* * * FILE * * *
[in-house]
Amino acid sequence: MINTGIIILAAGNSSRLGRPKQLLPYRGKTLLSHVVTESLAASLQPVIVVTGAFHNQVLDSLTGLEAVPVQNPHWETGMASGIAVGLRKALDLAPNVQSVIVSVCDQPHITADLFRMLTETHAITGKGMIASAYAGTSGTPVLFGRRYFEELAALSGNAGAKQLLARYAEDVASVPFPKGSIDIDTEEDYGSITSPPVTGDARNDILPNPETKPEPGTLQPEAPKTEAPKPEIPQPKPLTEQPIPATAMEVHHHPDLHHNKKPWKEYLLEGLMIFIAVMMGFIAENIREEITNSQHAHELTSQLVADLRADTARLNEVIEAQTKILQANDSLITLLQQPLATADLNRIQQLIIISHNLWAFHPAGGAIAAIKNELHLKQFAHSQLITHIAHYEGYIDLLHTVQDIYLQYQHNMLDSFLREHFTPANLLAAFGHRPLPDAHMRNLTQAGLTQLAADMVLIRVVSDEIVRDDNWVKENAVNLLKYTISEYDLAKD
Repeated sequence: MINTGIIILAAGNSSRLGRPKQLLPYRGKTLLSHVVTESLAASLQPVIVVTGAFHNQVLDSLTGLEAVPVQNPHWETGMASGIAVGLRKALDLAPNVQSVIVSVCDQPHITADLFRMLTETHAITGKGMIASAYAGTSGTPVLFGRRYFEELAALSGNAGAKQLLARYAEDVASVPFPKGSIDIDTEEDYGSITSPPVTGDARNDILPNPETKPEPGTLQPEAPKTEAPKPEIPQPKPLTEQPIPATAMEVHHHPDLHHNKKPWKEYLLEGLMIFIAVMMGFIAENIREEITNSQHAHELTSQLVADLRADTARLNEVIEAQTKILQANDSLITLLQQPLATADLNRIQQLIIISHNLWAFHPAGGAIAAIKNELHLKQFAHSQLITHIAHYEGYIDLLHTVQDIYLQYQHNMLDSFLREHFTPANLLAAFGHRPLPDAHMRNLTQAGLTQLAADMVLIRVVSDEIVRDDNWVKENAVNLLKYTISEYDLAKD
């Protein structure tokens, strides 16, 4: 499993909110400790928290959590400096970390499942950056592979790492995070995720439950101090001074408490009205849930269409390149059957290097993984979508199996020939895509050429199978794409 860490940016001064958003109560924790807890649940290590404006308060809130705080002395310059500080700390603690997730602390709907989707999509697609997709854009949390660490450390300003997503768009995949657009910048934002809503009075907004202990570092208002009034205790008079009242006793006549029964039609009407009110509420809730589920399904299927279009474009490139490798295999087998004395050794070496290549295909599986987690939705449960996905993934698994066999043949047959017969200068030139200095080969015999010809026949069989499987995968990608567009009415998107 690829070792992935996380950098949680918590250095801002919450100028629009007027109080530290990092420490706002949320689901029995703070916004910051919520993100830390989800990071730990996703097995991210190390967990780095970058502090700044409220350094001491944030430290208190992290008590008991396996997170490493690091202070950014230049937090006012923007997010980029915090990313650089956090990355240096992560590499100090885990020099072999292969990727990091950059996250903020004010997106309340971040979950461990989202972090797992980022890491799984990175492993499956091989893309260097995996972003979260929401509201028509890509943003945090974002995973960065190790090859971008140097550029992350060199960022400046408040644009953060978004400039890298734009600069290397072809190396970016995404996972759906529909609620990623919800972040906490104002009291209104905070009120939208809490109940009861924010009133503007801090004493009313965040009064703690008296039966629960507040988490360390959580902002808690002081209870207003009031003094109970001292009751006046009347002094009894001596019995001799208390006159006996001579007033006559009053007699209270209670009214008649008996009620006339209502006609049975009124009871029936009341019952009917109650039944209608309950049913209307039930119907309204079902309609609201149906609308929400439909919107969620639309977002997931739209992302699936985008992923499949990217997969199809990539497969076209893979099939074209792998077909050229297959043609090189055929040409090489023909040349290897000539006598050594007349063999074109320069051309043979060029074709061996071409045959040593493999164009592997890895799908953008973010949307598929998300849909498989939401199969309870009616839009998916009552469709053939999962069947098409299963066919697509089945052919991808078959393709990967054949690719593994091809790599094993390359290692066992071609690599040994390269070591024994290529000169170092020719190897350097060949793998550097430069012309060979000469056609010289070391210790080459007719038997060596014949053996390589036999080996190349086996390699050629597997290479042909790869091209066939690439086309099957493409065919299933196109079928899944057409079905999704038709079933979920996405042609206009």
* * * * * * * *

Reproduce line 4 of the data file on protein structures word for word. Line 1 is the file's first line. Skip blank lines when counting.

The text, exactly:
């Protein structure tokens, strides 16, 4: 499993909110400790928290959590400096970390499942950056592979790492995070995720439950101090001074408490009205849930269409390149059957290097993984979508199996020939895509050429199978794409 860490940016001064958003109560924790807890649940290590404006308060809130705080002395310059500080700390603690997730602390709907989707999509697609997709854009949390660490450390300003997503768009995949657009910048934002809503009075907004202990570092208002009034205790008079009242006793006549029964039609009407009110509420809730589920399904299927279009474009490139490798295999087998004395050794070496290549295909599986987690939705449960996905993934698994066999043949047959017969200068030139200095080969015999010809026949069989499987995968990608567009009415998107 690829070792992935996380950098949680918590250095801002919450100028629009007027109080530290990092420490706002949320689901029995703070916004910051919520993100830390989800990071730990996703097995991210190390967990780095970058502090700044409220350094001491944030430290208190992290008590008991396996997170490493690091202070950014230049937090006012923007997010980029915090990313650089956090990355240096992560590499100090885990020099072999292969990727990091950059996250903020004010997106309340971040979950461990989202972090797992980022890491799984990175492993499956091989893309260097995996972003979260929401509201028509890509943003945090974002995973960065190790090859971008140097550029992350060199960022400046408040644009953060978004400039890298734009600069290397072809190396970016995404996972759906529909609620990623919800972040906490104002009291209104905070009120939208809490109940009861924010009133503007801090004493009313965040009064703690008296039966629960507040988490360390959580902002808690002081209870207003009031003094109970001292009751006046009347002094009894001596019995001799208390006159006996001579007033006559009053007699209270209670009214008649008996009620006339209502006609049975009124009871029936009341019952009917109650039944209608309950049913209307039930119907309204079902309609609201149906609308929400439909919107969620639309977002997931739209992302699936985008992923499949990217997969199809990539497969076209893979099939074209792998077909050229297959043609090189055929040409090489023909040349290897000539006598050594007349063999074109320069051309043979060029074709061996071409045959040593493999164009592997890895799908953008973010949307598929998300849909498989939401199969309870009616839009998916009552469709053939999962069947098409299963066919697509089945052919991808078959393709990967054949690719593994091809790599094993390359290692066992071609690599040994390269070591024994290529000169170092020719190897350097060949793998550097430069012309060979000469056609010289070391210790080459007719038997060596014949053996390589036999080996190349086996390699050629597997290479042909790869091209066939690439086309099957493409065919299933196109079928899944057409079905999704038709079933979920996405042609206009």